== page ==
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  • Writer's pictureMike Brown

Cultivate a Relationship with Durham's Master Gardener Volunteers

Calling Landscaping Subcircle member Jackie a "master gardener" is not just a nice compliment -- it's a certifiable fact.

Picture of Jackie MacLeod
Jackie MacLeod

In 2019, Jackie completed the Extension Master Gardener Volunteer training held by the NC Cooperative Extension for Durham County, enabling her to join other volunteers in providing research-based gardening information to the public.

The ... program began in North Carolina in 1979, and has grown to 88 programs in counties across our state. Extension Master Gardeners Volunteers are trained to help connect North Carolinians with the vast reservoir of horticultural knowledge and research developed at North Carolina A&T University and NC State University. Durham County Extension has nearly 100 volunteers in the Extension Master Gardener program. They help Durham residents learn more about a myriad of gardening topics, answer questions, conduct demonstrations and workshops, and help maintain Durham’s community garden at Briggs Avenue.

Once interns have completed their initial training, Extension Master Gardeners volunteer 40 hours of their time to the community every year. Beyond their initial training experience, they are able to attend lectures and workshops offered by state and national experts.

According to Jackie, the 15-week training included both classroom time and field trips and -- instead of a test -- concluded with a major project presentation to her teachers.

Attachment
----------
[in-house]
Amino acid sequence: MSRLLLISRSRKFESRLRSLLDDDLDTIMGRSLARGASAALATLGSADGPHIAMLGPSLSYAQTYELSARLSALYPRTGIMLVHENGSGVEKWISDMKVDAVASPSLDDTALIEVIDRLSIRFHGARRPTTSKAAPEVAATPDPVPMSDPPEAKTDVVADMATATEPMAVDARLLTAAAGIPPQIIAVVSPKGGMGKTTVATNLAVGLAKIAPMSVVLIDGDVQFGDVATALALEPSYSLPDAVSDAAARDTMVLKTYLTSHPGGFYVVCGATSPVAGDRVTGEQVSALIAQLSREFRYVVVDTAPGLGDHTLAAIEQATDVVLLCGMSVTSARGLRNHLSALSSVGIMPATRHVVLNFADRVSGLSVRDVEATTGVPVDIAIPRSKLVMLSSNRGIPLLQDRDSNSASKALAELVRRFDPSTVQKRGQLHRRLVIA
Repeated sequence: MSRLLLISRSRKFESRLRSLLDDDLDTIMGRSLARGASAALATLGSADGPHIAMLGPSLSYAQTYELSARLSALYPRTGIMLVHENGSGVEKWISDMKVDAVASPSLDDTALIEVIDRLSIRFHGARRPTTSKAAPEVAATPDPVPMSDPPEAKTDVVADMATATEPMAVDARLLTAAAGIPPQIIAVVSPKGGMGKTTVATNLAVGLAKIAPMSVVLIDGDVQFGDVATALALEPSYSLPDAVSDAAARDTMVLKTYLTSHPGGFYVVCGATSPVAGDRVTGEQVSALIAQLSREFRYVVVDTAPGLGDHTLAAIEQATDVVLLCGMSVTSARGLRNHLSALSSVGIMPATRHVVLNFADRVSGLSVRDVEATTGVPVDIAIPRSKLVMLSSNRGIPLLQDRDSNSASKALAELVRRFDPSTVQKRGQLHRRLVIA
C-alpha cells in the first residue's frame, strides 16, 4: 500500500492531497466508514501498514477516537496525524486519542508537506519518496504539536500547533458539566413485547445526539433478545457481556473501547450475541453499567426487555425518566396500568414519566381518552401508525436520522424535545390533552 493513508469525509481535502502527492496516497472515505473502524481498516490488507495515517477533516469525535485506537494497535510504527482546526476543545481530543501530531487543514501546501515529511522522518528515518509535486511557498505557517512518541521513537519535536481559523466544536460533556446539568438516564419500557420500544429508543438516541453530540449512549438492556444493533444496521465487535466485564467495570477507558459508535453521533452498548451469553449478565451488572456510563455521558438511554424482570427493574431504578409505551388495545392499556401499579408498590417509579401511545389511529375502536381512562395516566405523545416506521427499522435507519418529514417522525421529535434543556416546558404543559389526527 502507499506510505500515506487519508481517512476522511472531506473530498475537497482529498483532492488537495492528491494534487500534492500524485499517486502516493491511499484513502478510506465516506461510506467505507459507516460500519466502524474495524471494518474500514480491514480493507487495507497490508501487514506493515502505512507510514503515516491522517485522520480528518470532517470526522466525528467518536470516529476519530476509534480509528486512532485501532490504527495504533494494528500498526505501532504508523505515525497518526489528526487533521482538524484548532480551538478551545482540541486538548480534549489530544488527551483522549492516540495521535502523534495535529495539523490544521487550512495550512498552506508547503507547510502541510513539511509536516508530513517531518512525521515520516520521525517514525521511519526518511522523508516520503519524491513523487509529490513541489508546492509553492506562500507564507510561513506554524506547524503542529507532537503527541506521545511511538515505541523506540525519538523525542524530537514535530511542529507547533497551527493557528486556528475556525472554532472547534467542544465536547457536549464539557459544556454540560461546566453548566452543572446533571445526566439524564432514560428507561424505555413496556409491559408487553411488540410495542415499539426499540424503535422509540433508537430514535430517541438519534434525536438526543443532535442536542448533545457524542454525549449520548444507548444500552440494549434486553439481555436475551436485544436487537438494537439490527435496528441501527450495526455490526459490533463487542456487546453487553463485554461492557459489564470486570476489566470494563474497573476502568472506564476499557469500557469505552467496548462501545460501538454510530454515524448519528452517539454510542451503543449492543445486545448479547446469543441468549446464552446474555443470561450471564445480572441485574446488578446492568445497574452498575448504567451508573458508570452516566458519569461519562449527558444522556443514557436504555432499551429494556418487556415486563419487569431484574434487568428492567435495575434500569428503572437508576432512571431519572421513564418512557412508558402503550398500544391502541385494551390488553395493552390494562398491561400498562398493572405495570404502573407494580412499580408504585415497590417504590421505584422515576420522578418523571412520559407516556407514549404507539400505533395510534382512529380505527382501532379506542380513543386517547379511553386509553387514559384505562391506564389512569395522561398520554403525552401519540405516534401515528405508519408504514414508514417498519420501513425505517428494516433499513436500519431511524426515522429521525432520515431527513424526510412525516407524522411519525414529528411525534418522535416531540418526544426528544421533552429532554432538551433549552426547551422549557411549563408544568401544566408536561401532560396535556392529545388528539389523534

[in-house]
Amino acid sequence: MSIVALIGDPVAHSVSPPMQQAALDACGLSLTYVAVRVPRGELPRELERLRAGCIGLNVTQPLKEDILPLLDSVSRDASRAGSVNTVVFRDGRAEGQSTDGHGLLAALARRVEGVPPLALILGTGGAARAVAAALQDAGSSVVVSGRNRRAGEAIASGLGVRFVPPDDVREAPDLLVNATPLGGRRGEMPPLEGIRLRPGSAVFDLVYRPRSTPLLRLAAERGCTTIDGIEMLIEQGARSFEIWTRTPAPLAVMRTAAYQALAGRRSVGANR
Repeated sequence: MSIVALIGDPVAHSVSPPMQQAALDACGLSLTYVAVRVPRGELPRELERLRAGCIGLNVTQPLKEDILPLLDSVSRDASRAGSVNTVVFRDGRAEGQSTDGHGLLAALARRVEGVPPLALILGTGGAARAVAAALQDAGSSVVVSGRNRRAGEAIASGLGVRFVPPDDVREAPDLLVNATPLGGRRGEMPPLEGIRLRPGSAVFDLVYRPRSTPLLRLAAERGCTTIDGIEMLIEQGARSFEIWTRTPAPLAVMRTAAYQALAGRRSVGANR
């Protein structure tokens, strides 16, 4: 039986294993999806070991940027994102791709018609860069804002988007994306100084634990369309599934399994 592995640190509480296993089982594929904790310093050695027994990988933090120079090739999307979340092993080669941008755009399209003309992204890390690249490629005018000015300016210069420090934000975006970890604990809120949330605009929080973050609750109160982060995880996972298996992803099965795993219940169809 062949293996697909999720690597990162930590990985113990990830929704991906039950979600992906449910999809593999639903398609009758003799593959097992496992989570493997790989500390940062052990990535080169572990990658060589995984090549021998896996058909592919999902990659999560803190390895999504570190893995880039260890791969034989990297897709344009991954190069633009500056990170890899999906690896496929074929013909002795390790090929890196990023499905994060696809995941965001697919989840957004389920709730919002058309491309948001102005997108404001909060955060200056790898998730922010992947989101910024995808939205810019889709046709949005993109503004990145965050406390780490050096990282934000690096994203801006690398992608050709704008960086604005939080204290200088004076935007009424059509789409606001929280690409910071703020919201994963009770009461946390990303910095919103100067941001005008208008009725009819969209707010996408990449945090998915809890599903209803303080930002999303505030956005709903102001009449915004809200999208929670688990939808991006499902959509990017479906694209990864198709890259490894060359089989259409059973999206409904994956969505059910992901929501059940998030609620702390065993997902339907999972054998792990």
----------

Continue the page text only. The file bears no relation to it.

"The project has to meet a lot of specific criteria," she said. "You design a garden space for which you have to be able to triangulate and explain the movement of the sun throughout the year. Once you’ve added plants -- with environmental sustainability in mind -- you then address what weeds are likely to become a problem and how you will combat them."

Master gardeners in demo garden, watering plants
Working hard in the demonstration garden. Photo by Mary Knieram.

You may see Durham's Master Gardener Volunteers at the Farmers Market or at special events throughout the city and county. "We're there explaining what Master Gardeners can do for you, which is basically to help you with any problem you have in your garden. Not just soil testing -- which, by the way, you can get for free from October through April. You can call them or send an email or picture, or even bring them a twig that looks diseased and say, 'Help me, what's going on?'

"Master Gardener Volunteers are a great offering to the community that is very underutilized."


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